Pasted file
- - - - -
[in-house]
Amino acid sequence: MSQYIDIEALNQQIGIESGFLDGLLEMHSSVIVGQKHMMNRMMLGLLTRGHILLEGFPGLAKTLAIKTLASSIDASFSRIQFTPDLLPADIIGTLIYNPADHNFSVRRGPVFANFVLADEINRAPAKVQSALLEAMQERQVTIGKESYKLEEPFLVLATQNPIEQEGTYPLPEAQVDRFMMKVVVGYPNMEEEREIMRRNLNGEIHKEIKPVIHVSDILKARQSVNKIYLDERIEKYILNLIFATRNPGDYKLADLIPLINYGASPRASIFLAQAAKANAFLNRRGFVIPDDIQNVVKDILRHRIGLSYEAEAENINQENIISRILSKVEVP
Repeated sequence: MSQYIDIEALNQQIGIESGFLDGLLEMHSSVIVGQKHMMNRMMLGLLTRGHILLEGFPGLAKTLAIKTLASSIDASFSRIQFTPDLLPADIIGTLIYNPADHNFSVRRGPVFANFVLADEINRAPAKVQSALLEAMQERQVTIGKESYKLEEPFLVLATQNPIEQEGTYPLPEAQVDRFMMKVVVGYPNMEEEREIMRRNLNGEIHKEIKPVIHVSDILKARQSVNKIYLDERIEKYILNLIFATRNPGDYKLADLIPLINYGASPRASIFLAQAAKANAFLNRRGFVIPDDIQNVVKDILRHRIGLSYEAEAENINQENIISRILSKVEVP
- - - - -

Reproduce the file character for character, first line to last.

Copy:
[in-house]
Amino acid sequence: MSQYIDIEALNQQIGIESGFLDGLLEMHSSVIVGQKHMMNRMMLGLLTRGHILLEGFPGLAKTLAIKTLASSIDASFSRIQFTPDLLPADIIGTLIYNPADHNFSVRRGPVFANFVLADEINRAPAKVQSALLEAMQERQVTIGKESYKLEEPFLVLATQNPIEQEGTYPLPEAQVDRFMMKVVVGYPNMEEEREIMRRNLNGEIHKEIKPVIHVSDILKARQSVNKIYLDERIEKYILNLIFATRNPGDYKLADLIPLINYGASPRASIFLAQAAKANAFLNRRGFVIPDDIQNVVKDILRHRIGLSYEAEAENINQENIISRILSKVEVP
Repeated sequence: MSQYIDIEALNQQIGIESGFLDGLLEMHSSVIVGQKHMMNRMMLGLLTRGHILLEGFPGLAKTLAIKTLASSIDASFSRIQFTPDLLPADIIGTLIYNPADHNFSVRRGPVFANFVLADEINRAPAKVQSALLEAMQERQVTIGKESYKLEEPFLVLATQNPIEQEGTYPLPEAQVDRFMMKVVVGYPNMEEEREIMRRNLNGEIHKEIKPVIHVSDILKARQSVNKIYLDERIEKYILNLIFATRNPGDYKLADLIPLINYGASPRASIFLAQAAKANAFLNRRGFVIPDDIQNVVKDILRHRIGLSYEAEAENINQENIISRILSKVEVP